WASHINGTON — It’s been a chilly week, and winter is only going to get colder as December and January approach. And that has local utilities bracing for the emergencies that are bound to pop up, especially at the most inconvenient times.
For the Washington Suburban Sanitary Commission, there really is no convenient time for a water main to break. And yet last winter it happened a lot — “way more main breaks than we normally get” WSSC CEO and GM Carla Reid said Thursday.
“Fresh on our minds is January of this past year, where we had just over 800 water main breaks and leaks in a single month,” said WSSC spokeswoman Lyn Riggins. “We’ve never had that many in a single month and that’s because it was extremely cold last January.”
That’s close to half the number of water mains fixed over a whole year by WSSC. On one day alone there were more than 60 that broke. In all, the commission has repaired more water mains over the last year than it had in any other over the last decade.
“As the temperatures drop, and continue to drop … we’re going to know there are water main breaks coming, unfortunately,” said Riggins.
The four busiest months of every year are from November through February, so WSSC has already set up supply depots with pipe, paving material and anything else that might be needed to fix a sudden break. The schedules have been adjusted, too, after lessons learned from last year.
“We are going to have more crews available in the later shifts of the day so we can keep the repairs going day and night,” said Riggins.
When a water main breaks
The most common type of break is what’s known as a circle break — when the round, cast-iron pipes just split apart evenly. Fixing them is usually a four- to five-hour process, but most of that time is spent digging up and locating the stretch of pipe that’s broken.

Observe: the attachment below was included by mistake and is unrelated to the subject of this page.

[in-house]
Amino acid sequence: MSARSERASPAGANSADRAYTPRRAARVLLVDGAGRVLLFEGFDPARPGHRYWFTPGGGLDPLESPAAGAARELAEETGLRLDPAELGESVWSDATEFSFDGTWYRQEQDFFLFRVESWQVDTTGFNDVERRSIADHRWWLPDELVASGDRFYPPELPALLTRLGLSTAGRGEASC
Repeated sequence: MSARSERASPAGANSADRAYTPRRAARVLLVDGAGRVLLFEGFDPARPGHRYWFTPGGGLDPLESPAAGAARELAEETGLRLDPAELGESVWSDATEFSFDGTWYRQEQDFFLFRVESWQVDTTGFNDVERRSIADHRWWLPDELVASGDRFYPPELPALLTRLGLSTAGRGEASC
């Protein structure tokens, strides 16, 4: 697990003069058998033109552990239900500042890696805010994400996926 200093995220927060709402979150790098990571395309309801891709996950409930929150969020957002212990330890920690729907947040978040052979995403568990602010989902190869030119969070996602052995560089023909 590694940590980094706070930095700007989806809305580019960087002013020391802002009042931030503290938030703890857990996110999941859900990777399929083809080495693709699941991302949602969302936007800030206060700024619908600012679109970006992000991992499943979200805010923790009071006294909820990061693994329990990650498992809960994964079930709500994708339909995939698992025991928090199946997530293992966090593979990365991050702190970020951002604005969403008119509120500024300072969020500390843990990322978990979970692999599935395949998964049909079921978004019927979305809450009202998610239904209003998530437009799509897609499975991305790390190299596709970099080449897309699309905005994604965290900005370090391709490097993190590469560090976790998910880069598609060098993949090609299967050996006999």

“[The] hardest part is just locating it,” said Craig Nottingham, one of WSSC’s repair workers. “Make sure where the break’s at, because it could be running — water shooting out on this street and [the break is] another street over.”
When he clamps a broken main shut, it’s just like sealing it over with a bandage, though one that’s sealed up with three really big bolts clamped tight with power tools. That part can be finished in as little as a minute or two. “That’s the easy part,” Nottingham said.
What you can do
The hardest part of the four-to-five hour process of fixing a broken or leaking main is finding the leak and digging it up. And WSSC says it’ll need your help with some of that.
In some cases, workers knows right away when a water main has broken, but that’s only when it’s one of the major water lines. The smaller lines that run through neighborhoods are less obvious — there’s no board in a room somewhere that just starts flashing when a line breaks. But WSSC has made reporting a broken main easier, giving people the option to call, email, or report a leak on the mobile app, said Reid.
“All you have to do is take a quick picture of the water running down the street — the location, the coordinates, through the app, will come right to us,” said Riggins. “So if you don’t want to talk to us, or email us, but you want to tell us, just use the mobile app and that information will come right to us.
“The sooner we know about a water main break, the sooner we can fix it.”
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